Birth Defects Research Part B Developmental and Reproductive Toxicology 06/2014; 101(3). DOI:10.1002/bdrb.21108 · 0.77 Impact Factor
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    • "Spermatogenesis requires normal functions of AR [10] [11], ERα [12], and ERβ [13] and their disruption leads to testicular degradation after MAA exposure. In addition, MAA has been found to activate the tyrosine kinase – PI3K pathway and other pathways to enhance or antagonize androgen-induced gene expression [14] [15] [16]. Similarly, MAA can enhance the transcriptional activities of ERα and ERβ by activating MAPK and inhibiting histone deacetylases (HDACs) [17]. "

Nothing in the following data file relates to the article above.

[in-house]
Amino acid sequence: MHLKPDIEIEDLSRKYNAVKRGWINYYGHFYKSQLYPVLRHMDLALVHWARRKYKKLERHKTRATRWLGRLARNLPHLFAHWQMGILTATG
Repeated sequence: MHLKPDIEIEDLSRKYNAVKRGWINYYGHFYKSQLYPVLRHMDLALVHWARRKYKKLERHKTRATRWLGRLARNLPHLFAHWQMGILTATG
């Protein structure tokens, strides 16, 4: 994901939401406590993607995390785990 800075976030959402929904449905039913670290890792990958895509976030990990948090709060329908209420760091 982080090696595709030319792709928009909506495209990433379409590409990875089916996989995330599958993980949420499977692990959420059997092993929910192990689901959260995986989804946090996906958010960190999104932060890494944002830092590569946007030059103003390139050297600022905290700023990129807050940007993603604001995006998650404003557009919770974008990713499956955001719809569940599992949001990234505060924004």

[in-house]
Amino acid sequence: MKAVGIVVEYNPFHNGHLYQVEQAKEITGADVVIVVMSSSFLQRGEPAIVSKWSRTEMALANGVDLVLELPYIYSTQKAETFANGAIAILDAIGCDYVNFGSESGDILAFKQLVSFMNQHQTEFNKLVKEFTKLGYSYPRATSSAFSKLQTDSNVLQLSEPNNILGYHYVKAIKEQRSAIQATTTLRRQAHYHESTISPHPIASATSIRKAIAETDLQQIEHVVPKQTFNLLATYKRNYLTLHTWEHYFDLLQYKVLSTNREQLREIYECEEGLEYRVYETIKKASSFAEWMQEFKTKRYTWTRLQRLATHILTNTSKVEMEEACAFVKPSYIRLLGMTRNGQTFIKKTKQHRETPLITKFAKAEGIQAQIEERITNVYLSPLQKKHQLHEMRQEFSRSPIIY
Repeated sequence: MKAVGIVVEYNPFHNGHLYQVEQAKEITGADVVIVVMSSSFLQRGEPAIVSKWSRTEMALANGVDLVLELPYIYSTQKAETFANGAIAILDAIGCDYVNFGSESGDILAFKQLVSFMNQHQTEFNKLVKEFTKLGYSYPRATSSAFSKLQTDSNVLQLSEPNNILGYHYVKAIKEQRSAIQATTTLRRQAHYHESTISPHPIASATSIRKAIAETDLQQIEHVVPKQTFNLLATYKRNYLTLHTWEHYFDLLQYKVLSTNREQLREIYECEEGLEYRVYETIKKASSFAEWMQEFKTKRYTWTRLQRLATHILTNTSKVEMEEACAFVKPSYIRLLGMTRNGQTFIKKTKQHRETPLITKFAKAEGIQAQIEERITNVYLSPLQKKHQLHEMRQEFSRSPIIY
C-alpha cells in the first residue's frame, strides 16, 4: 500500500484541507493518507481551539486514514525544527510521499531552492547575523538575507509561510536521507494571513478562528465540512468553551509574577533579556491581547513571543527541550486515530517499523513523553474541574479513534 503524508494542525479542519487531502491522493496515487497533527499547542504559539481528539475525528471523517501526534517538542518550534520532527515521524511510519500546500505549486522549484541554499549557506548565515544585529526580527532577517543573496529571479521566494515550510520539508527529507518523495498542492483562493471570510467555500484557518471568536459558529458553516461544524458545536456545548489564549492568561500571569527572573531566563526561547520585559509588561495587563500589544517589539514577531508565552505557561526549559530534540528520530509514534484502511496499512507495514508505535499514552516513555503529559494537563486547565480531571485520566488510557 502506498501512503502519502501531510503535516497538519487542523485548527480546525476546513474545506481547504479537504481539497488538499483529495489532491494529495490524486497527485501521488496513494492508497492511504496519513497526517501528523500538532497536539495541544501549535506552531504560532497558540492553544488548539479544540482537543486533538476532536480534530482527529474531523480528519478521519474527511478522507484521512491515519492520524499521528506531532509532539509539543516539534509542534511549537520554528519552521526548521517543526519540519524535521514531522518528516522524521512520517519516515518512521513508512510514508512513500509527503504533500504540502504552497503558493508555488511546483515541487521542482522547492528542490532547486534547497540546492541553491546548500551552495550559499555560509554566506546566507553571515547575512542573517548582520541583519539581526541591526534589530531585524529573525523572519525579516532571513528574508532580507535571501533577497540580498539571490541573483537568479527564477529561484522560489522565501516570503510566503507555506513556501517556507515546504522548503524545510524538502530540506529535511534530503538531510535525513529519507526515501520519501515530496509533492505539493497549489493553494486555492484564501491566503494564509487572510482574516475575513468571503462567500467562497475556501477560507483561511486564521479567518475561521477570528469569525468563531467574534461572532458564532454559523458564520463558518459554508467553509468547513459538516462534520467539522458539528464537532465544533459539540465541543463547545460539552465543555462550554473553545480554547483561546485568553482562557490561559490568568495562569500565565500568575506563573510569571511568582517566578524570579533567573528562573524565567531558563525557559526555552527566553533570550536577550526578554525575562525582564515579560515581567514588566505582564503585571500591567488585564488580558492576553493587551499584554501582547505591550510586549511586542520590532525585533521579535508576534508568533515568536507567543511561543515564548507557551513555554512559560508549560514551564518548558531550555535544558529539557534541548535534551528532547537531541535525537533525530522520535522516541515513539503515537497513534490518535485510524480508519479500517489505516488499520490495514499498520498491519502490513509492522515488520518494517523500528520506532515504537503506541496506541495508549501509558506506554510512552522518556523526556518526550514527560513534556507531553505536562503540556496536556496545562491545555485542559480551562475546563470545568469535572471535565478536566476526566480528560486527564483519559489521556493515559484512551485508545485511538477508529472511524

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    ABSTRACT: Methoxyacetic acid (MAA) is a primary metabolite of ester phthalates that are used in production of consumer products and pharmaceutical products. MAA causes embryo malformation and spermatocyte death through inhibition of histone deacetylases (HDACs). Little is known about MAA's effects on cancer cells. In this study, two immortalized human normal prostatic epithelial cell lines (RWPE-1 and pRNS-1-1) and four human prostate cancer cell lines (LNCaP, C4-2B, PC-3, and DU-145) were treated with MAA at different doses and for different time periods. Cell viability, apoptosis, and cell cycle analysis were performed using flow cytometry and chemical assays. Gene expression and binding to DNA were assessed using real-time PCR, Western blot, and chromatin immunoprecipitation analyses. We found that MAA dose-dependently inhibited prostate cancer cell growth through induction of apoptosis and cell cycle arrest at G1 phase. MAA-induced apoptosis was due to down-regulation of the anti-apoptotic gene baculoviral inhibitor of apoptosis protein repeat containing 2 (BIRC2, also named cIAP1), leading to activation of caspases 7 and 3 and turning on the downstream apoptotic events. MAA-induced cell cycle arrest (mainly G1 arrest) was due to up-regulation of p21 expression at the early time and down-regulation of cyclin-dependent kinase 4 (CDK4) and CDK2 expression at the late time. MAA up-regulated p21 expression through inhibition of HDAC activities, independently of p53/p63/p73. These findings demonstrate that MAA suppresses prostate cancer cell growth by inducing growth arrest and apoptosis, which suggests that MAA could be used as a potential therapeutic drug for prostate cancer.